• You can have additional settings defined in your project manifest.json For example project from this template has stansassets npmjs score registry defined.
"scopedRegistries": [
       "name": "npmjs",
       "url": "https://registry.npmjs.org/",
       "scopes": [
  "dependencies": {
    "com.stansassets.package-sample": "file:../../com.stansassets.package-sample",


  • If you are planning to distribute your package via Git URL, this structure would not work for you. In this case, you will need to place your package in the repository root.
  • Template .gitignore will also ignore project settings. The motivation here, is that you need to ensure that your package will run on different Unity editor versions/configurations and your team members might be jumping between those versions. Adding ProjectSettins into .gitignore will help to avoid conflicts between developers.

Package Info

You are not obligated to provide any description files with your package, but to be a good citizen it’s nice to at least ship the following files for your project. And you probably want all the links to work when your package is viewed in the Package Manager window


You should specify a license for your package so that people know how they are permitted to use it, and any restrictions you’re placing on it. The template repository LICENSE.md file already comes the MIT license.


A changelog is a file that contains a curated, chronologically ordered list of notable changes for each version of a project. To make it easier for users and contributors to see precisely what notable changes have been made between each release (or version) of the project. The template repository CHANGELOG.md has some sample records based on keep a changelog standard.


The fill contains and offline package documentation. I recommend placing the package description and links to the web documentation into that file.


I do not think I have to explain why this is important 😃 Besides this file will be used to make home page content for your package if you distribute it on npm or openUPM. The template repository README.md already contains some content that describes how to install your package via npm, openUPM or Git URL

There are also some cool badges you would probably like to use. The Foundation package is a good example of how it can look like:

Package layout

The repository package layout follows an official Unity packages convetion.

  ├── package.json
  ├── README.md
  ├── CHANGELOG.md
  ├── LICENSE.md
  ├── Editor
  │   ├── Unity.[YourPackageName].Editor.asmdef
  │   └── EditorExample.cs
  ├── Runtime
  │   ├── Unity.[YourPackageName].asmdef
  │   └── RuntimeExample.cs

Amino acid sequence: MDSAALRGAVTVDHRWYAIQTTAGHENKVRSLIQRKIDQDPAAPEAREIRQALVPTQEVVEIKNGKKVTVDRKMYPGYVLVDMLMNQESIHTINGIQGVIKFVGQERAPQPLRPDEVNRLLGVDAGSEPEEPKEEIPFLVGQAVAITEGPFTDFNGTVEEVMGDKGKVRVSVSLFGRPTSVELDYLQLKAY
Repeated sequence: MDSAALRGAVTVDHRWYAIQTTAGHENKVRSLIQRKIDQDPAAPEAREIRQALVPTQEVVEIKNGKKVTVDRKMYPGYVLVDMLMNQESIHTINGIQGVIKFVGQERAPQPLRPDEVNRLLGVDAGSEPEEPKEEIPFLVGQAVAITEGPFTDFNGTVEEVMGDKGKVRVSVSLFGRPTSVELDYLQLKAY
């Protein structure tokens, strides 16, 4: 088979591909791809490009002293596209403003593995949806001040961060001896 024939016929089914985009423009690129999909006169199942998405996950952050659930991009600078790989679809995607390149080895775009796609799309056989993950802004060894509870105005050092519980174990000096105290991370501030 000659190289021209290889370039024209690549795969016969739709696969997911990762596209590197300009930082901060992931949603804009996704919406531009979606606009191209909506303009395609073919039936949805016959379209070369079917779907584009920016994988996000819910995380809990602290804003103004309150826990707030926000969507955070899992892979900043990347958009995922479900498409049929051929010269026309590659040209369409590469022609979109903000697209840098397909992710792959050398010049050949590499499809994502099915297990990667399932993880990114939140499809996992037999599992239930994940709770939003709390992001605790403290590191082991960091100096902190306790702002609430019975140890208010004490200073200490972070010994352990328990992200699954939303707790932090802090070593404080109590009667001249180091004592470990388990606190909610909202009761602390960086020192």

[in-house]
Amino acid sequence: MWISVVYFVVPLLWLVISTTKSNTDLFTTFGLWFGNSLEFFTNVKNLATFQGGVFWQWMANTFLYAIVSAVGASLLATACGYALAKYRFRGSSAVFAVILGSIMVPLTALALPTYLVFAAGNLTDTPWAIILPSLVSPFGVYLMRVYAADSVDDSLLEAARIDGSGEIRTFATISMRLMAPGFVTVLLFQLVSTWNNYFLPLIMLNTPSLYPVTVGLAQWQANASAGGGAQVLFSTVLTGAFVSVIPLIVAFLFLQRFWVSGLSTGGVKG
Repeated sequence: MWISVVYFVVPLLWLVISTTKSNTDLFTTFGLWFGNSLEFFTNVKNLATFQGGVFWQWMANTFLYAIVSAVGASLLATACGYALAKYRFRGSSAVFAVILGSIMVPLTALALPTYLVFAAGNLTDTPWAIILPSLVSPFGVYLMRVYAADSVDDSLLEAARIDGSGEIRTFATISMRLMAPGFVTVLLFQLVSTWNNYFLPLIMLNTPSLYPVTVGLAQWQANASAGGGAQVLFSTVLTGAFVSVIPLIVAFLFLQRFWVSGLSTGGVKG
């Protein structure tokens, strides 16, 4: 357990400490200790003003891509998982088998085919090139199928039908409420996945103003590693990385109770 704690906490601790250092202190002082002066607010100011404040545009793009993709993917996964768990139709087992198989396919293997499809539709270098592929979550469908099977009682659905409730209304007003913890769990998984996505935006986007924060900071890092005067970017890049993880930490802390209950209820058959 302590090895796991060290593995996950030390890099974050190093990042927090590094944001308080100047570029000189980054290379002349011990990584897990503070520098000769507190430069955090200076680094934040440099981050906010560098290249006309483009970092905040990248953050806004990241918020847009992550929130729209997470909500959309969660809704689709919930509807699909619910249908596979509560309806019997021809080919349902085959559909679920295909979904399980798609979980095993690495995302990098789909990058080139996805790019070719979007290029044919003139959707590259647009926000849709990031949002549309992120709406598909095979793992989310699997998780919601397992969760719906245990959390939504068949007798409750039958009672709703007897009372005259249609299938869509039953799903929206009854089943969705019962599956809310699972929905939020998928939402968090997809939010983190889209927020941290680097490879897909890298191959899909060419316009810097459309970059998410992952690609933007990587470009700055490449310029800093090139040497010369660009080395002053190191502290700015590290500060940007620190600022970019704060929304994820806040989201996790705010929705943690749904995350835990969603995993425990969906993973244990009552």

├── Tests
  │   ├── Editor
  │   │   ├── Unity.[YourPackageName].Editor.Tests.asmdef
  │   │   └── EditorExampleTest.cs
  │   └── Runtime
  │        ├── Unity.[YourPackageName].Tests.asmdef
  │        └── RuntimeExampleTest.cs
  └── Documentation~
       └── [YourPackageName].md

The only commend I would like to add if you not using something (for example, you do not have tests atm) or your package does not have Editor API. Please remove unused folders and *.asmdef files. The same if you aren’t keeping changelog up to date, then remove the CHANGELOG.md.

Keeping unused & not maintained parts in the published product is misleading for the users, please avoid.


It’s important to have, it will save your development time. Again this is something I don’t have to explain, let’s just go straight to what we already have set in this package template repository.

Publish to NPM

The action will publish package to npmjs every time the new GitHub release is created. The full article about this action and package distribution and publishing automation can be found here.

  • Action file: publish-to-npm.yml
  • Setup:
    • Update <your-package-name> with the package name that needs to be published.
    • Add NPM_TOKEN to the reprository Secrets.

Assign PR Creator

This GitHub action will assign pull requests to their authors.

  • Action file: assign-pr-creator.yml
  • Setup: not setup actions needed.

Automatically Rebase PRs

Simply comment /rebase to trigger the action. Read more about rebase action here

  • Action file: automatic-rebase.yml
  • Setup: not setup actions needed.

Next Steps

To make me completely happy about this template there should be few more set up steps. But I think we will get to it with the next article.

  • Automatic CHANGELOG.md generation. We are already feeling up the release notes, I don’t see the reason why we have to do it again the CHANGELOG.md when we can simply have an automated commit before publishing to npm action.
  • Editor and Playmode tests. It’s not a real CI until we have no tests running.
  • Docfx + GitHub Pages documentation static website generation.